Willis struggles as Tigers fall
Left-hander suffers through short outing against Tribe
DETROIT -- Dontrelle Willis called it a rhythm. It's partly mechanics for him, partly tempo, partly feel and partly consistency. For him, it's about as unique as the intricacies of his delivery.
However it's defined, however many aspects are involved, he clearly didn't have it on Monday night.
"Rhythm, that's the key," the Tigers' left-hander said after allowing eight runs over 1 1/3 innings in Detroit's 8-2 loss to the Indians at Comerica Park. "To be able to repeat your windup and repeat the motion, to be able to throw the ball with conviction down in the zone to get ground-ball outs, or get the big outs, or get the big strikes -- I just wasn't able to do that today."
Or as he put it more succinctly: "Today, I was off."
Even with the struggles Willis has had with command this year, Monday was an almost bizarre scene. Willis' steps walking off the field in the second inning to boos, having walked five of the 12 batters he faced, were out of rhythm with the soundtrack of a former 22-game winner and two-time All-Star who would bound off the mound after inning-ending strikeouts. The image of one pitch after another off the outside corner to right-handed hitters, resulting in just 27 strikes out of 64 pitches, isn't the repetition expected for someone who pitched through 664 innings over the previous three seasons.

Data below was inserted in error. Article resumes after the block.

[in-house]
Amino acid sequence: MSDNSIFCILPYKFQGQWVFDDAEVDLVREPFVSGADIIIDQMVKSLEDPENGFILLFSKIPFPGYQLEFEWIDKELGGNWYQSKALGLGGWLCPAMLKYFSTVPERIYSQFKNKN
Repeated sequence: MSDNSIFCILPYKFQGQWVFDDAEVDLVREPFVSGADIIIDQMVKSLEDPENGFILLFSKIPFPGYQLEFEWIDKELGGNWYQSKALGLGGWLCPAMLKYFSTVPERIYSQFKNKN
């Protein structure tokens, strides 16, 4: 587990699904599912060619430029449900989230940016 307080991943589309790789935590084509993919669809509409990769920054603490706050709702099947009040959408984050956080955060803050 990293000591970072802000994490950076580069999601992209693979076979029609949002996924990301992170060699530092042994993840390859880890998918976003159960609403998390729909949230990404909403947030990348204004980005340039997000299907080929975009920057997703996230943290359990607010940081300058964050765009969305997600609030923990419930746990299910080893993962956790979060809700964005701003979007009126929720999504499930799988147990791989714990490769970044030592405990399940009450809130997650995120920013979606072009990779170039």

It was part of a season that so far is not in tune. He walked just 55 batters over 236 1/3 innings in 2005 while striking out 170 batters. He has 21 walks over 11 1/3 innings so far this year.
He walked five batters over four innings in his previous start last Tuesday in Oakland, but stranded them all with big strikeouts and double-play ground balls. This time, he couldn't get them at the right time.
"I was around the plate a little better [at Oakland]," Willis said. "Today, I was missing in inconsistent zones."
Willis took the boos on his way off the field, then stayed in the dugout for the rest of the inning while he cheered on reliever Denny Bautista. He headed to the clubhouse afterwards and tried to figure out what went so awry. He saw the mechanics, saw the changes from one pitch to the next, and generally saw a delivery that was flying open too early.
"But I also throw across my body all the time," Willis said. "It's just about being consistent, being strong and driving to the plate."
He stuck around through the rain delay and the later innings, then answered every last question from reporters.
"Sometimes it's good to step back," Willis said. "Baseball's my craft, and I love this game very much. Sometimes you might put too much emphasis on things and take a step back and kind of analyze."
Manager Jim Leyland tried to keep his analysis simple.
"Dontrelle obviously had a tough time throwing strikes," Leyland said. "He let up to get the ball over the plate, and they hit a couple long balls."